Irene bugs me now and then regarding the fact that I don’t post many pictures of our animal family members here on this blog. She is right, and my rationale is thus: I post those pictures mostly on Facebook.
Why Facebook? I guess mainly because I try to use Facebook for short-form posts, and the most common of these for me is some cute pictures of our cats.
My wife and I love our critters, in particular our feline family. It has been the norm during our 27 years together for us to have something like six or seven cats sharing our household. This isn’t ‘by design’, but it seems to work out that way.
For the first time in a while, however, we are down to five cats in our house. And it is a hard change to accept.
It all started in August of 2014. Irene thought her Mother really wanted a companion cat, and so she went out and found what she thought to be exactly the kitten her mother desired: a Siamese – Balinese cross kitten, to be exact. The kitten was to spend a day or two in isolation at our house before making the trip over to the island to live.
I lost a dear friend on Wednesday, November 5. We lived under the same roof for over two decades, and the fact that he wore fur and occasionally killed and ate rodents in his youth did nothing to detract from our bond. I’m talking about my cat, Tuxedo.
I first met Tuxedo when he was six months old, and I was thirty. Irene and I had been living on our acreage East of Sherwood Park for a couple of years, and decided it was time to add to our furry family. We went to the SPCA in Edmonton, and Irene had already picked out a funny-looking, emaciated female cat who had recently given birth (Sasha). I was still wandering about, and walked past several cat kennels when I felt a tug on my arm. A small grey and white paw was reaching out between the bars and had caught my shirt: I looked in this child-cat’s eyes and couldn’t walk away. I unlocked the bars of the cage and took him in my arms, and that was that. Tuxedo, née Sylvester, was mine, and I was his.
There is some debate in our household regarding whether we adopted Tuxedo in the October of 1994, or April of 1995. Either way, he was born in 1994, and to say we met 20 years ago is sufficiently accurate at this point.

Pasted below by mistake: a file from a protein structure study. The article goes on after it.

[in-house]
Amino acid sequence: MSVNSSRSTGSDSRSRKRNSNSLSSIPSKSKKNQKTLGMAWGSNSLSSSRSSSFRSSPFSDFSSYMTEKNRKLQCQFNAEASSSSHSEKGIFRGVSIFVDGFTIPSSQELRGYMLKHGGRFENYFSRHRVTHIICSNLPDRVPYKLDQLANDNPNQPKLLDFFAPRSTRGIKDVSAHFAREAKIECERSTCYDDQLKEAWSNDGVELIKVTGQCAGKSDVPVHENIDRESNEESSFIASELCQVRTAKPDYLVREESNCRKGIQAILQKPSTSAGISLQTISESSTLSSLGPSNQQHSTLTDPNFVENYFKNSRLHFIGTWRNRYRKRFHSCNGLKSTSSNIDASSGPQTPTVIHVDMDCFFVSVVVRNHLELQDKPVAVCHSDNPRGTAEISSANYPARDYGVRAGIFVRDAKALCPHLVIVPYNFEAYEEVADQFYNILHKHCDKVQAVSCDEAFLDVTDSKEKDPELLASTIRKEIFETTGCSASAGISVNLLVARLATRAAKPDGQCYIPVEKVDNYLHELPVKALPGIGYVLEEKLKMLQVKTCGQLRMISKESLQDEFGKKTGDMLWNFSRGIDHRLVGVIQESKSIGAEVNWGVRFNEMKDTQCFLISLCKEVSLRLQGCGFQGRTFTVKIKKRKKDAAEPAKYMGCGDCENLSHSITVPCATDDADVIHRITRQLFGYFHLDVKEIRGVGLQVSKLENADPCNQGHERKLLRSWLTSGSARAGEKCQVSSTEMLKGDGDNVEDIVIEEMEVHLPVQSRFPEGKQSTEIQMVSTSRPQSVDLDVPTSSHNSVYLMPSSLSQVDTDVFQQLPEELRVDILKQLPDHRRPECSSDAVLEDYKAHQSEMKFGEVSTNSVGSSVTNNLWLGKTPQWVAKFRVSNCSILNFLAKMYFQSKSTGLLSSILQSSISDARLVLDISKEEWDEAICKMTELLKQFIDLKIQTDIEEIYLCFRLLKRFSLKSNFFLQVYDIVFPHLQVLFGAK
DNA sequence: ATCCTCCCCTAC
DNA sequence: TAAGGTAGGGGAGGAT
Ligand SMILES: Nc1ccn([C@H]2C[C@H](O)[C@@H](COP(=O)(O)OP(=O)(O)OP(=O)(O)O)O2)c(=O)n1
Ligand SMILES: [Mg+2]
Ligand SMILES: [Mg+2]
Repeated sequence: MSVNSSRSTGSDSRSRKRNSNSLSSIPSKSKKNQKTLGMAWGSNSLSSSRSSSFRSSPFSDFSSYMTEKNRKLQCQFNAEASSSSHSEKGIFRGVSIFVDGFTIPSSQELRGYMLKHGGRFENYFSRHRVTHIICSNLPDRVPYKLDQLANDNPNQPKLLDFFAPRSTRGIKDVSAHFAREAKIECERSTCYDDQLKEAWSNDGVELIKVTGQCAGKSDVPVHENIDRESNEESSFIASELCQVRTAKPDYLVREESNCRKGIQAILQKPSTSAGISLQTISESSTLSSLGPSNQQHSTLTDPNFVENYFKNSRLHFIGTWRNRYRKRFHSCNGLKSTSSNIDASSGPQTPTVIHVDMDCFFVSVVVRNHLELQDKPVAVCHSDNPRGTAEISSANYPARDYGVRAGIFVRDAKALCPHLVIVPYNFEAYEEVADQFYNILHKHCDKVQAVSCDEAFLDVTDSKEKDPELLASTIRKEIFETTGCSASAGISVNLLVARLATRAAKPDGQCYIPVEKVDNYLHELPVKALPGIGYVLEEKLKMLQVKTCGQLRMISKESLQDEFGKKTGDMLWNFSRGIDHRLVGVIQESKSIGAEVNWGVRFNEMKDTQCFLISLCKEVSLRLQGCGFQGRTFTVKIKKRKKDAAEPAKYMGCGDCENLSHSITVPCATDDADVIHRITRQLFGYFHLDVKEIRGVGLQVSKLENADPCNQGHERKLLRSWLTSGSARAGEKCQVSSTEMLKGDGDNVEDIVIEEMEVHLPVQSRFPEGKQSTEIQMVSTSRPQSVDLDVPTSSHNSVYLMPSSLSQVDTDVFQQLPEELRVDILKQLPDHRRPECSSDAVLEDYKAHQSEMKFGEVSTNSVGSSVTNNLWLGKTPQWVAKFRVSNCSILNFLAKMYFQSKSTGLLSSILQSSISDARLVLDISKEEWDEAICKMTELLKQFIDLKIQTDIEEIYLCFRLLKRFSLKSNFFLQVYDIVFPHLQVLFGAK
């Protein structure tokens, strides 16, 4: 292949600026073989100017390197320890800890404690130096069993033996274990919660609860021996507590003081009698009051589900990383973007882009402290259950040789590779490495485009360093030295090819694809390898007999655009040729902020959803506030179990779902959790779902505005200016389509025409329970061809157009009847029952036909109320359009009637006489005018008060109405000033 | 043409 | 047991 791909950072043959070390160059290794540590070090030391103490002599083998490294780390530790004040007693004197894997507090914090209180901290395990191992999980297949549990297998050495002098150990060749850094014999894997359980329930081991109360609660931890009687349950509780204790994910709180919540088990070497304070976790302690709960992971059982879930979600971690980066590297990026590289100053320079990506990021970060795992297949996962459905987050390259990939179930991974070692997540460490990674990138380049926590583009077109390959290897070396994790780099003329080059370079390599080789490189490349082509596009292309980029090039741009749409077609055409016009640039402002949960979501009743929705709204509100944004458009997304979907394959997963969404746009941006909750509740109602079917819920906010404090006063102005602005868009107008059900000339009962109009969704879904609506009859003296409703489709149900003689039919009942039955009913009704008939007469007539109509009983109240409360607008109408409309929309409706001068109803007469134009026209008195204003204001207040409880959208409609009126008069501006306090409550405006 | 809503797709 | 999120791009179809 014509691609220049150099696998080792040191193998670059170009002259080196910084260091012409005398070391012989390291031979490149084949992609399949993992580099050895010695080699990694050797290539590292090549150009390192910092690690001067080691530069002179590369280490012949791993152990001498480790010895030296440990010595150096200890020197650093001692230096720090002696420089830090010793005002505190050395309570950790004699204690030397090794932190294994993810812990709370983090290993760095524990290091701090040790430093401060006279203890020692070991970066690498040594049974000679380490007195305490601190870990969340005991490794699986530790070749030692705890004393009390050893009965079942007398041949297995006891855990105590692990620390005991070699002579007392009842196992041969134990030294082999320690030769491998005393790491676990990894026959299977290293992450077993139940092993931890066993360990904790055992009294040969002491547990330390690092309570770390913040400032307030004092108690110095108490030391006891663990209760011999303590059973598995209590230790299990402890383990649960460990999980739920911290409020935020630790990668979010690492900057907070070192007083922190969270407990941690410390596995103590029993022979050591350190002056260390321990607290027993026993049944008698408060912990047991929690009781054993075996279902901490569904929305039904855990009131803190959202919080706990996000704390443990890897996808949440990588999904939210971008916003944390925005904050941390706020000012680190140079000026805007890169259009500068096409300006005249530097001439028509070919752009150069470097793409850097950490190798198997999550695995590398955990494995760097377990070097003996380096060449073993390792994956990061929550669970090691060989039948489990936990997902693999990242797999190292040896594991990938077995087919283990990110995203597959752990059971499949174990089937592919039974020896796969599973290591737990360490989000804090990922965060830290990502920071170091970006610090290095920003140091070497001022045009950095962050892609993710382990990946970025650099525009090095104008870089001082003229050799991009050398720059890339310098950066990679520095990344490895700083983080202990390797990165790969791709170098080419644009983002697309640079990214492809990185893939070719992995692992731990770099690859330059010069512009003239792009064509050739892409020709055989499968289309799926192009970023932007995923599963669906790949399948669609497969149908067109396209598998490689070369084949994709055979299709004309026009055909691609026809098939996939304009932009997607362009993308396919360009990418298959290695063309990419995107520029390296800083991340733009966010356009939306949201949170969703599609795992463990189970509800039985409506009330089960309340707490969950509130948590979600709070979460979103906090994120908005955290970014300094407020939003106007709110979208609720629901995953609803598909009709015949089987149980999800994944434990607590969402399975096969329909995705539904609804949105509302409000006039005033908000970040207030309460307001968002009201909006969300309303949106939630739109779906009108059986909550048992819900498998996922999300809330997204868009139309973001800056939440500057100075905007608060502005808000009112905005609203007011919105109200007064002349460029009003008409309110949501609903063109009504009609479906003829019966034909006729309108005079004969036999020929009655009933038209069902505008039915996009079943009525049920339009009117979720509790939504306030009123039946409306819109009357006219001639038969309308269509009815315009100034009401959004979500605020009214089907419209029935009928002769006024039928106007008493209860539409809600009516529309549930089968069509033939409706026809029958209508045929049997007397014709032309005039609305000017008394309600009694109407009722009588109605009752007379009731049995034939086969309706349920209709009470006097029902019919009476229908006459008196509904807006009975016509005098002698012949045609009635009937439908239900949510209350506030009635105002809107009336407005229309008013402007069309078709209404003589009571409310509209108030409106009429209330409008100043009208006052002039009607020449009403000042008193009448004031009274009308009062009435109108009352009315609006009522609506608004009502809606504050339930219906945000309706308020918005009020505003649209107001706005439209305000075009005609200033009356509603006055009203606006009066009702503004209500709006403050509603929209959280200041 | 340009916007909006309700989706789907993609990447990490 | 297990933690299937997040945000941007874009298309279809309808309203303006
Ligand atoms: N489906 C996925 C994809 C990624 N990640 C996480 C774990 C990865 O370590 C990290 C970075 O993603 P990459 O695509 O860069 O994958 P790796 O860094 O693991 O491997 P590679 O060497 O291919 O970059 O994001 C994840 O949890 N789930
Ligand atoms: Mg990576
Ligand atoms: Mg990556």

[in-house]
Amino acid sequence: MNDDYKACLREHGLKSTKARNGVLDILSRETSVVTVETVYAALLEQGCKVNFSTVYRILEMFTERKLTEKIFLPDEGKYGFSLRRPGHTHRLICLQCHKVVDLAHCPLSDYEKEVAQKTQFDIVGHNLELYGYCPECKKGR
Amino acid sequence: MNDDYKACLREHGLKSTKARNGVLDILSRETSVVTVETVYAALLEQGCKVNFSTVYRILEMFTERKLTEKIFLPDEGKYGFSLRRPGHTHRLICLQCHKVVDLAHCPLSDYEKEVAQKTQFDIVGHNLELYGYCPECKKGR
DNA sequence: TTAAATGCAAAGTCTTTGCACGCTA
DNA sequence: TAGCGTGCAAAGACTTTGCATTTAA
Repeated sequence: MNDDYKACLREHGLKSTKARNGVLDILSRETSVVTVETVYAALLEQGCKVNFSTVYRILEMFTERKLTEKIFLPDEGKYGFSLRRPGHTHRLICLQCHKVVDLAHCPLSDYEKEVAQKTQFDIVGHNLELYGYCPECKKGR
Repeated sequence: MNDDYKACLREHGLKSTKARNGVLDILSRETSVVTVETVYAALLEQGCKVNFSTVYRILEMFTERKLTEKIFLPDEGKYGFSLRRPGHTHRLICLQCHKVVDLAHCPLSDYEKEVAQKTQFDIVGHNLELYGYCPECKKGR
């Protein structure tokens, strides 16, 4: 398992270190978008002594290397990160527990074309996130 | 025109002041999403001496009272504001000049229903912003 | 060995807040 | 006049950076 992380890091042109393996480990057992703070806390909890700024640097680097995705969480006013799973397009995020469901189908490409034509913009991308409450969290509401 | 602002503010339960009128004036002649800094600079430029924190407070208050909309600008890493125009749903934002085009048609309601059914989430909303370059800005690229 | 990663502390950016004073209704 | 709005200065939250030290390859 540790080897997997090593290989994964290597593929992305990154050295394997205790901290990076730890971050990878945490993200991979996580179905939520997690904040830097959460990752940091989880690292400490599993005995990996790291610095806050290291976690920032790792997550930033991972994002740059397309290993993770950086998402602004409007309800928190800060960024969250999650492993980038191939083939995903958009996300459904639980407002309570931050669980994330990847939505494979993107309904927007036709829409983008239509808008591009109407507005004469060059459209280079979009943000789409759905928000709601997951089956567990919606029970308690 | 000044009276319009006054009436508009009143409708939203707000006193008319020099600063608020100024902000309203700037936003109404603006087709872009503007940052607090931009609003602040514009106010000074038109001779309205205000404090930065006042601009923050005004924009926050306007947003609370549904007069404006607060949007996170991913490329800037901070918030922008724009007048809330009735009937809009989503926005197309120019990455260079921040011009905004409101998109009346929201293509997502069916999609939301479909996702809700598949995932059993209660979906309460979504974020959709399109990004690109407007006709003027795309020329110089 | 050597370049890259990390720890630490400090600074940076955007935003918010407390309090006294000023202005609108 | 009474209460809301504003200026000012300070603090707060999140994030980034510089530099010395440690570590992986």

Today we started on the first dose of immunotherapy injections for our cat, Elcee. She’s had problems with strange acne-like skin eruptions on her face and chin for years, but the last three years (Elcee is ten years old) they’ve gotten progressively worse.
During her last episode, the rash got into her ears and around her neck and shoulders: she licked her hair completely off in those areas, and ended up with secondary (bacterial) skin and ear infections. It took weeks of treatment to get that cleared up, and the vet advised that we consider allergy tests. As it turns out, Elcee is allergic to a lot of things…
We knew it was a possibility, perhaps even probable. But that didn’t make losing Jasmine at the end of May any easier.
Irene and I both noticed something wrong as soon as we came back from our week-long cruise. Jasmine looked “puffy” around her chest, and seemed somewhat disinterested and dull. After a few days, she seemed to be having problems breathing. An X-Ray showed fluid and a possible mass in her chest cavity. Fluid was drawn, and ultrasound performed. The mass was quite large, 4 cm by 2 cm, and looked like a tumor. The fluid drawn from the chest, which eased Jasmine’s breathing for only a day or so, was also tested: it confirmed the worse.
We had our kitten Harley, barely five months old, euthanized last night. His last ten days of life were full of subcutaneous fluids, forced feedings, several antibiotics, and lots of love. In the end I was faced with a decision I never want to have to repeat. Harley’s immune system was damaged beyond repair by the feline leukaemia virus and, although we had managed to keep him alive for a few extra days, it wasn’t going to get better.